May 22 election in occupied West Bank and besieged Gaza is part of a broader push for reconciliation between President Mahmoud Abbas's Fatah faction and Hamas, which governs Gaza.
Palestinians have taken another step in preparations for their first parliamentary election in 15 years, opening registration offices to admit the political parties and independent candidates that will take part.
Farid Taamallah, a spokesman of the Palestinian Central Election Commission, said on Saturday that officials had so far registered two electoral lists.
Registration ends on March 31.
The May 22 election in the occupied West Bank and besieged Gaza enclave is part of a broader push for reconciliation between President Mahmoud Abbas' Fatah faction and the Hamas that governs Gaza.
This is seen as vital to building broader support for any future statehood talks with Israel, frozen since 2014.
READ MORE: Will elections bring change to Palestine?
Fatah-Hamas power struggle
The last time a parliamentary ballot was held in 2006, Hamas emerged as the surprise victor.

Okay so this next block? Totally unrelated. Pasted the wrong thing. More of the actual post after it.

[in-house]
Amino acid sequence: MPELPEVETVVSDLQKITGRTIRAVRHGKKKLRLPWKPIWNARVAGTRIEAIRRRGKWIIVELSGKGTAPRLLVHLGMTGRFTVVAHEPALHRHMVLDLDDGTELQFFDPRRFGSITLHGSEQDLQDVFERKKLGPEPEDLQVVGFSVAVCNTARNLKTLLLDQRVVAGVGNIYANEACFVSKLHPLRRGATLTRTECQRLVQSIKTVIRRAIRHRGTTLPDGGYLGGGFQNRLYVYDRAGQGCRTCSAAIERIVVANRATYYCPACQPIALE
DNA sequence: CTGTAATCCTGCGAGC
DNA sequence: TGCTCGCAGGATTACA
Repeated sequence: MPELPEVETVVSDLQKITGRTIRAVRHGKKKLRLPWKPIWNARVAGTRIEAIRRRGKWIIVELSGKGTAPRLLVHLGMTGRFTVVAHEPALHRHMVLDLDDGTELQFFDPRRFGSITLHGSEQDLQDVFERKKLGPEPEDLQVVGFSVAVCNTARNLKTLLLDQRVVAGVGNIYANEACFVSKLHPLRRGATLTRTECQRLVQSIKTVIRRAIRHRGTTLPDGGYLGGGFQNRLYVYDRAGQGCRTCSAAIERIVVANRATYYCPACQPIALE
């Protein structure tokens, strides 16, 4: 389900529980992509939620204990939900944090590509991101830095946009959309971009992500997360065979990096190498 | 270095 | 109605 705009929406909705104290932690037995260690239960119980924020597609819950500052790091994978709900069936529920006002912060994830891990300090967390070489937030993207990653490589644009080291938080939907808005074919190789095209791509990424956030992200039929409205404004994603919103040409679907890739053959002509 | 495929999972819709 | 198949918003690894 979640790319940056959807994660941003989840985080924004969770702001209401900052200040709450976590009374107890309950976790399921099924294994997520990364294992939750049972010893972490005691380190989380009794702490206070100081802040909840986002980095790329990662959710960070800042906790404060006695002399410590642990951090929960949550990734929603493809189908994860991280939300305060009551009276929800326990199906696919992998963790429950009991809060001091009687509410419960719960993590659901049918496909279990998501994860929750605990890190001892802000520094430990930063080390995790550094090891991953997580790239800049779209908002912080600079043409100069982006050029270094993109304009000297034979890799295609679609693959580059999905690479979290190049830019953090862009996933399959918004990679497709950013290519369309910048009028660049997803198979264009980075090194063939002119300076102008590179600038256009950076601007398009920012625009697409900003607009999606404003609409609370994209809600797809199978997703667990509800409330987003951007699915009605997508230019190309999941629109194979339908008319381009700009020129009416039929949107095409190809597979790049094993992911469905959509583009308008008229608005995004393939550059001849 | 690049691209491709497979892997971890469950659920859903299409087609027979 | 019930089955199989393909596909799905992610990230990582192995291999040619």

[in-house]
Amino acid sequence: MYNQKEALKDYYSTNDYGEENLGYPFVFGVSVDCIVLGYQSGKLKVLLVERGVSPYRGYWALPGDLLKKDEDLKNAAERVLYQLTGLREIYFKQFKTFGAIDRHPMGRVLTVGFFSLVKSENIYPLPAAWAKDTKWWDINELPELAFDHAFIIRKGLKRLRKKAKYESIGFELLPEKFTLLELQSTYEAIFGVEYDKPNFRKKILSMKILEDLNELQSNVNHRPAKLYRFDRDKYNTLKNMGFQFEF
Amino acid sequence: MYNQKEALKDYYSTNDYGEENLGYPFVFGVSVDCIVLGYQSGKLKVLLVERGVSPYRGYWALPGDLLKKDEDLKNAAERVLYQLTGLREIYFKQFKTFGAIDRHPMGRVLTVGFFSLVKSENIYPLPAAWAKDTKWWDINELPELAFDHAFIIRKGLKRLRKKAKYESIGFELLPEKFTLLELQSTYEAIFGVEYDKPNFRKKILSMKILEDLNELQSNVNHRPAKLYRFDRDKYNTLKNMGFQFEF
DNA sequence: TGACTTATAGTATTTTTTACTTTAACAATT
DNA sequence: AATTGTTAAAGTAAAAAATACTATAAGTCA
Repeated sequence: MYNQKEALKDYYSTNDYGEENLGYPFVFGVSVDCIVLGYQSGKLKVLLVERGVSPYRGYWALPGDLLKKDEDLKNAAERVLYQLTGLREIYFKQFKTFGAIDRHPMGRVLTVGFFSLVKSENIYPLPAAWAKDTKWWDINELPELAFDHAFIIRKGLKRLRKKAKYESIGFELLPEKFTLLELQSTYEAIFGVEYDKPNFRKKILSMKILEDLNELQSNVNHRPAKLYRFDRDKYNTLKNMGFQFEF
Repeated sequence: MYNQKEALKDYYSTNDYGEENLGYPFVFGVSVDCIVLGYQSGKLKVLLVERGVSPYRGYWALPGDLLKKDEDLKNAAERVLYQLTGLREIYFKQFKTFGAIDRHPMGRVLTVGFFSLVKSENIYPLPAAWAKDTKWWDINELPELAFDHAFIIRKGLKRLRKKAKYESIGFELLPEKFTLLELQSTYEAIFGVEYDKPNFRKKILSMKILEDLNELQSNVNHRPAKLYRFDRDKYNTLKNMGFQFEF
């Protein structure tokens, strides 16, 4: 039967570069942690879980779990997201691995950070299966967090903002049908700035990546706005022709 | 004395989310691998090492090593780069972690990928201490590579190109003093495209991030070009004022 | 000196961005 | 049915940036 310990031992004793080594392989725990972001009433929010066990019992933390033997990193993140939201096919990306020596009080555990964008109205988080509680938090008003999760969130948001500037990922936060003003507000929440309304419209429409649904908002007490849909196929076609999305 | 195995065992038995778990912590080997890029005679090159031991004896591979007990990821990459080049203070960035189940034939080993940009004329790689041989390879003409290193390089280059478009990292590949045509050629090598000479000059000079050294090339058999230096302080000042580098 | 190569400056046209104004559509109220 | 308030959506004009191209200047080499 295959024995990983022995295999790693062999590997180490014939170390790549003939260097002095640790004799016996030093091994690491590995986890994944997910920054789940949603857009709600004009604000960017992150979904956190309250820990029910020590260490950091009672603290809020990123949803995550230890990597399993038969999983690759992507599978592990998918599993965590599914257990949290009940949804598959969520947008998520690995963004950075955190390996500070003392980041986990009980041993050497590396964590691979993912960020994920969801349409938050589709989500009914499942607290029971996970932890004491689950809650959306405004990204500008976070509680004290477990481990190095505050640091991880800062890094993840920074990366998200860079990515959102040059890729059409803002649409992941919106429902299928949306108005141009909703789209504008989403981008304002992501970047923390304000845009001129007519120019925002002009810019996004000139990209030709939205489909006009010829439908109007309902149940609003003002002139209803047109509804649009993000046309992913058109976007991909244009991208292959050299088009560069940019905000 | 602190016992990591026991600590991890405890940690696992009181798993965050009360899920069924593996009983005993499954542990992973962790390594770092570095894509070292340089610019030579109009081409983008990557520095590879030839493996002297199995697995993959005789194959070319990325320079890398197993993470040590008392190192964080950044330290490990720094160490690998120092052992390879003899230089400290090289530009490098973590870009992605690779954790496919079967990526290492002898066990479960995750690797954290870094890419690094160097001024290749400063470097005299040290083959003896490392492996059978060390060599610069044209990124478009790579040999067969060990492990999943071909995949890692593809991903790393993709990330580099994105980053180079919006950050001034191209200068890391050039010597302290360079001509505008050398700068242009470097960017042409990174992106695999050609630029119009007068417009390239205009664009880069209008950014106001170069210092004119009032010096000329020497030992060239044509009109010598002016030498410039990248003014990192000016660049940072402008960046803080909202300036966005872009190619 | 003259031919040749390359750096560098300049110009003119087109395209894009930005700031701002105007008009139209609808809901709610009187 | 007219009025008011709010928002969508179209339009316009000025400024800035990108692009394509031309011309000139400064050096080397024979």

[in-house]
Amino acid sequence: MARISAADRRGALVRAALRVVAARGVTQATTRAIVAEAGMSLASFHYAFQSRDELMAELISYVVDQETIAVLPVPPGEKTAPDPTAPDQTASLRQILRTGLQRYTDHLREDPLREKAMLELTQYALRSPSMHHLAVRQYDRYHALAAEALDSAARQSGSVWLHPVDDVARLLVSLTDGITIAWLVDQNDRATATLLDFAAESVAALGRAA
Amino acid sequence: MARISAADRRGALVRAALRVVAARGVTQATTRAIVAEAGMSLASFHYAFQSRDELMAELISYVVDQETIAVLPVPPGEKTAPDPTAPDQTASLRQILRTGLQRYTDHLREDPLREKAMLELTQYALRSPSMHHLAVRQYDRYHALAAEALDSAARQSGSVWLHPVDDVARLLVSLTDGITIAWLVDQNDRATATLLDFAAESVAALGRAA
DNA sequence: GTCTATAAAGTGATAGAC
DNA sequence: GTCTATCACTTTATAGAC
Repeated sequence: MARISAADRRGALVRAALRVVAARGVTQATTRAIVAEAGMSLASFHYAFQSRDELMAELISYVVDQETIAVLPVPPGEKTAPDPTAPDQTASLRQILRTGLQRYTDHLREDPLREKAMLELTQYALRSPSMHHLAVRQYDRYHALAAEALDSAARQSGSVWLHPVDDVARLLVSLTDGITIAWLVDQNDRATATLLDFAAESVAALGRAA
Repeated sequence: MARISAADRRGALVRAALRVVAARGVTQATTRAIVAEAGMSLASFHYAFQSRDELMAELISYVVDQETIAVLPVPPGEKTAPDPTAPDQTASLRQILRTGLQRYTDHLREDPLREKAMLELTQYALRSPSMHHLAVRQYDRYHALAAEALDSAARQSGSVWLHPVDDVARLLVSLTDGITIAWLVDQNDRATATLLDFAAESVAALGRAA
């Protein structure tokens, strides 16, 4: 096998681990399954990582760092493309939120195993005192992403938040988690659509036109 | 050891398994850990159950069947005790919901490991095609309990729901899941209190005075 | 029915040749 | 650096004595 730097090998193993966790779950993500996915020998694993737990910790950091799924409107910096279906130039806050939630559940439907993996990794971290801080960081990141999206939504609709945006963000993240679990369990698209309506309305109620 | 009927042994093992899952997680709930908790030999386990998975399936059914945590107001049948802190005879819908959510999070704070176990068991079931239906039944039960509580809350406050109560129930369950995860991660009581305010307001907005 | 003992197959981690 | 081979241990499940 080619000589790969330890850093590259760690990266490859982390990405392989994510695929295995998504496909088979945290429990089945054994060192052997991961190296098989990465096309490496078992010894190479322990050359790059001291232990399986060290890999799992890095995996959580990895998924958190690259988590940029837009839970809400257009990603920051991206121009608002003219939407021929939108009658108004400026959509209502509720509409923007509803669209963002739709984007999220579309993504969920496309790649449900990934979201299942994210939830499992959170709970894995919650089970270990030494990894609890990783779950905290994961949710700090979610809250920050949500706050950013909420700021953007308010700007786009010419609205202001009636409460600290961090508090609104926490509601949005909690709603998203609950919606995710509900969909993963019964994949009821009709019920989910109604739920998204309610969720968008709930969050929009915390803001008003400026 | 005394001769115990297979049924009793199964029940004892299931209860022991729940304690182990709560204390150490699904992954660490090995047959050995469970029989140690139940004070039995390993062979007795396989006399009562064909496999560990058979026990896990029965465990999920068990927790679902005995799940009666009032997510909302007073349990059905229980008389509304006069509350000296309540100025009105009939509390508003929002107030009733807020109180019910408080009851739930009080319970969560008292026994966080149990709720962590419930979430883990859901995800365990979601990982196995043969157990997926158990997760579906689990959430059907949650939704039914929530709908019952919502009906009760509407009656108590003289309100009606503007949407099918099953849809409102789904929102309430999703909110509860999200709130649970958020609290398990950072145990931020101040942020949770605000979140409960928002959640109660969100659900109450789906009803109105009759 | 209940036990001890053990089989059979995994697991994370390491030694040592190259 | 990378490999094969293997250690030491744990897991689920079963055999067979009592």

A power struggle ensued, and in 2007, after weeks of fighting that left dozens dead, Hamas seized control of Gaza from forces loyal to Abbas.
Abbas' authority has limited control over the Israeli-occupied West Bank.
Some 93 percent of the 2.8 million eligible voters in the West Bank and Gaza have registered for the polling.
The total population in the Palestinian territories is 5.2 million.
Israel has yet to respond to a Palestinian request to allow balloting to take place in occupied East Jerusalem, Palestinian officials said.
READ MORE: What does Hamas want from elections? Global legitimacy.
Another step in preparations for the first parliamentary election in 15 years, opening registration offices to admit the political parties and independent candidates that will take part. #Palestine #election2021 #Gaza #WestBank pic.twitter.com/QkPLEJMS9B— Fady Hanona (@fadehossam) March 20, 2021
Israel captured the eastern part of Jerusalem in a 1967 war and later annexed it in a move that has not won international recognition.
It did allow voting there in 2006.
Unlike in the 1996 and 2006 elections, Palestinians will not be voting for individual candidates, rather for parties or lists that contain between 16 and 132 candidates.